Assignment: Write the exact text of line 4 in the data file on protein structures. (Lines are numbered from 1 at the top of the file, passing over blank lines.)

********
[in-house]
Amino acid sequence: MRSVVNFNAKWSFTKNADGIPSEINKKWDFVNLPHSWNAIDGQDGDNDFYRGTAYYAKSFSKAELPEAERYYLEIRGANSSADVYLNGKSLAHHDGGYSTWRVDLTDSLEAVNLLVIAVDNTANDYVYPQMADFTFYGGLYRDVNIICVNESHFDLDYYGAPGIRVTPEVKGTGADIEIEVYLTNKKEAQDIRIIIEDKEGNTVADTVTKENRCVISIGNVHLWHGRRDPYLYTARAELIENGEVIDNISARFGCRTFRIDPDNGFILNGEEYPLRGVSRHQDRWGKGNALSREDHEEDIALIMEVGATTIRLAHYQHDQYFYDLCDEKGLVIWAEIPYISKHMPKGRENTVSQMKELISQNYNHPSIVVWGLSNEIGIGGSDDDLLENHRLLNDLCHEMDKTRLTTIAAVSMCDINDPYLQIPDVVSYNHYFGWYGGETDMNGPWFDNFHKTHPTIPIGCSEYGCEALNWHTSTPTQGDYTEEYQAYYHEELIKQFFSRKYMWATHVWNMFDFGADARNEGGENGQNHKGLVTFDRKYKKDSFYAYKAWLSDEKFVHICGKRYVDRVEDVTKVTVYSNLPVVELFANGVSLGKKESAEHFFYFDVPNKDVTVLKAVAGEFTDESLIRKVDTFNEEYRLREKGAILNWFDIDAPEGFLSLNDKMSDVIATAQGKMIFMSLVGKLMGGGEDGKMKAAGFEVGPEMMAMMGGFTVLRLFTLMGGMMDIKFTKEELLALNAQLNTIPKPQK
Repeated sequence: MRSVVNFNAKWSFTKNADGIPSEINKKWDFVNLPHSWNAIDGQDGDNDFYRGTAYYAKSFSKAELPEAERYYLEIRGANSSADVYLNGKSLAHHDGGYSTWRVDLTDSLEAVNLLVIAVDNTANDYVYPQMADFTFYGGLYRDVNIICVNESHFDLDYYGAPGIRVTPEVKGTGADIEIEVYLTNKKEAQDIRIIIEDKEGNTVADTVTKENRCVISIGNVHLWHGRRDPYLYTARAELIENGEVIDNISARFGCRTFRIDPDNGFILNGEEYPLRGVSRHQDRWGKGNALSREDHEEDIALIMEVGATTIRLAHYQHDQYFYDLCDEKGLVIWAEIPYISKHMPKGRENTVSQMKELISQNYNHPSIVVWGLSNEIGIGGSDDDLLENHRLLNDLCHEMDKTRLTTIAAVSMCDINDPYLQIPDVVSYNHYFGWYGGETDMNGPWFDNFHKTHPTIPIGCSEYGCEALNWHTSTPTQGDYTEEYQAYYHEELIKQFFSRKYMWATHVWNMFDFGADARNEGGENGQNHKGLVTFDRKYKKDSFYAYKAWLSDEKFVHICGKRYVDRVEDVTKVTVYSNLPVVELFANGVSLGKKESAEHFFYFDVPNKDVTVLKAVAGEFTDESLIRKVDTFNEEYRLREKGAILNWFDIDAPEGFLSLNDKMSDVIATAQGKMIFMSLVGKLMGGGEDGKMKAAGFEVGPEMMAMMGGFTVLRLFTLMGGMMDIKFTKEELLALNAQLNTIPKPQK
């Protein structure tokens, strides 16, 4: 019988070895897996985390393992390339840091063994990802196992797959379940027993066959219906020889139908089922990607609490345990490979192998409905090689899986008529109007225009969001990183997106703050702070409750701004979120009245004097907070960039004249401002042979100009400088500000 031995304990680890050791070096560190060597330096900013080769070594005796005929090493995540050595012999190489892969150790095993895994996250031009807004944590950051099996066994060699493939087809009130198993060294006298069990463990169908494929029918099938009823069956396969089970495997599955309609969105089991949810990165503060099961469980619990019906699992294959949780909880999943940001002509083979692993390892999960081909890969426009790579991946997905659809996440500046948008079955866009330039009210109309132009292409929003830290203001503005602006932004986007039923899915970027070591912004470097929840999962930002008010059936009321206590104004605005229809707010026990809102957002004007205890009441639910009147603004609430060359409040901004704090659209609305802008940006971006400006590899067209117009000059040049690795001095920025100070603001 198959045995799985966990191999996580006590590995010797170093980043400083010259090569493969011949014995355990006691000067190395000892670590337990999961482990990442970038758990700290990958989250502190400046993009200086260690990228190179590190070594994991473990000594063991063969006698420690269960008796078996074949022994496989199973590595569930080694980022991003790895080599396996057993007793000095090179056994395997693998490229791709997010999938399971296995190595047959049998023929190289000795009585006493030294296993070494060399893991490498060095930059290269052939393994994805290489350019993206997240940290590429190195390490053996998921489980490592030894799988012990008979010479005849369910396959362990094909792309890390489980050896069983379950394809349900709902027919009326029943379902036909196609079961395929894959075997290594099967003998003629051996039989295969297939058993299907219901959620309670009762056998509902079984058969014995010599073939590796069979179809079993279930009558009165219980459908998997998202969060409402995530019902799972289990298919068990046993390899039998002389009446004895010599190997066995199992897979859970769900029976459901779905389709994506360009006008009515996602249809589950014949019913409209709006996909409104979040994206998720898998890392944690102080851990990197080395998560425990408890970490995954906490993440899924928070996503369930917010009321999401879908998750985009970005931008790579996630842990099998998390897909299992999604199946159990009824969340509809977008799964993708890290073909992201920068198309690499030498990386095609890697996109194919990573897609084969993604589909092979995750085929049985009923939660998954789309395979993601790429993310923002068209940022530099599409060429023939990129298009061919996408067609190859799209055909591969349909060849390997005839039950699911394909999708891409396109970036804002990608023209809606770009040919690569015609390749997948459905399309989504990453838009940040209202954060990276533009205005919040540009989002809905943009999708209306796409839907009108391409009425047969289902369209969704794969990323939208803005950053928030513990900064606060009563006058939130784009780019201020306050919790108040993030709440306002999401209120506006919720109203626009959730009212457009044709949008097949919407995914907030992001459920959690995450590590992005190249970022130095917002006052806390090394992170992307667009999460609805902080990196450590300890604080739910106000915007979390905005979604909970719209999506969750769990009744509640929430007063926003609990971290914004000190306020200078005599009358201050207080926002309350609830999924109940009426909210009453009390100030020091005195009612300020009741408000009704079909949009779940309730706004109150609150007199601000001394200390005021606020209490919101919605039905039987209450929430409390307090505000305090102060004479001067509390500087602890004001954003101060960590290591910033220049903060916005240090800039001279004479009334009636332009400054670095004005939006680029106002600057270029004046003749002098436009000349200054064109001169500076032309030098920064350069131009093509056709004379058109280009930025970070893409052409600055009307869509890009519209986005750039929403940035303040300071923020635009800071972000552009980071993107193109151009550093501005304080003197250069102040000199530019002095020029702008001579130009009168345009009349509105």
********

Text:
């Protein structure tokens, strides 16, 4: 019988070895897996985390393992390339840091063994990802196992797959379940027993066959219906020889139908089922990607609490345990490979192998409905090689899986008529109007225009969001990183997106703050702070409750701004979120009245004097907070960039004249401002042979100009400088500000 031995304990680890050791070096560190060597330096900013080769070594005796005929090493995540050595012999190489892969150790095993895994996250031009807004944590950051099996066994060699493939087809009130198993060294006298069990463990169908494929029918099938009823069956396969089970495997599955309609969105089991949810990165503060099961469980619990019906699992294959949780909880999943940001002509083979692993390892999960081909890969426009790579991946997905659809996440500046948008079955866009330039009210109309132009292409929003830290203001503005602006932004986007039923899915970027070591912004470097929840999962930002008010059936009321206590104004605005229809707010026990809102957002004007205890009441639910009147603004609430060359409040901004704090659209609305802008940006971006400006590899067209117009000059040049690795001095920025100070603001 198959045995799985966990191999996580006590590995010797170093980043400083010259090569493969011949014995355990006691000067190395000892670590337990999961482990990442970038758990700290990958989250502190400046993009200086260690990228190179590190070594994991473990000594063991063969006698420690269960008796078996074949022994496989199973590595569930080694980022991003790895080599396996057993007793000095090179056994395997693998490229791709997010999938399971296995190595047959049998023929190289000795009585006493030294296993070494060399893991490498060095930059290269052939393994994805290489350019993206997240940290590429190195390490053996998921489980490592030894799988012990008979010479005849369910396959362990094909792309890390489980050896069983379950394809349900709902027919009326029943379902036909196609079961395929894959075997290594099967003998003629051996039989295969297939058993299907219901959620309670009762056998509902079984058969014995010599073939590796069979179809079993279930009558009165219980459908998997998202969060409402995530019902799972289990298919068990046993390899039998002389009446004895010599190997066995199992897979859970769900029976459901779905389709994506360009006008009515996602249809589950014949019913409209709006996909409104979040994206998720898998890392944690102080851990990197080395998560425990408890970490995954906490993440899924928070996503369930917010009321999401879908998750985009970005931008790579996630842990099998998390897909299992999604199946159990009824969340509809977008799964993708890290073909992201920068198309690499030498990386095609890697996109194919990573897609084969993604589909092979995750085929049985009923939660998954789309395979993601790429993310923002068209940022530099599409060429023939990129298009061919996408067609190859799209055909591969349909060849390997005839039950699911394909999708891409396109970036804002990608023209809606770009040919690569015609390749997948459905399309989504990453838009940040209202954060990276533009205005919040540009989002809905943009999708209306796409839907009108391409009425047969289902369209969704794969990323939208803005950053928030513990900064606060009563006058939130784009780019201020306050919790108040993030709440306002999401209120506006919720109203626009959730009212457009044709949008097949919407995914907030992001459920959690995450590590992005190249970022130095917002006052806390090394992170992307667009999460609805902080990196450590300890604080739910106000915007979390905005979604909970719209999506969750769990009744509640929430007063926003609990971290914004000190306020200078005599009358201050207080926002309350609830999924109940009426909210009453009390100030020091005195009612300020009741408000009704079909949009779940309730706004109150609150007199601000001394200390005021606020209490919101919605039905039987209450929430409390307090505000305090102060004479001067509390500087602890004001954003101060960590290591910033220049903060916005240090800039001279004479009334009636332009400054670095004005939006680029106002600057270029004046003749002098436009000349200054064109001169500076032309030098920064350069131009093509056709004379058109280009930025970070893409052409600055009307869509890009519209986005750039929403940035303040300071923020635009800071972000552009980071993107193109151009550093501005304080003197250069102040000199530019002095020029702008001579130009009168345009009349509105």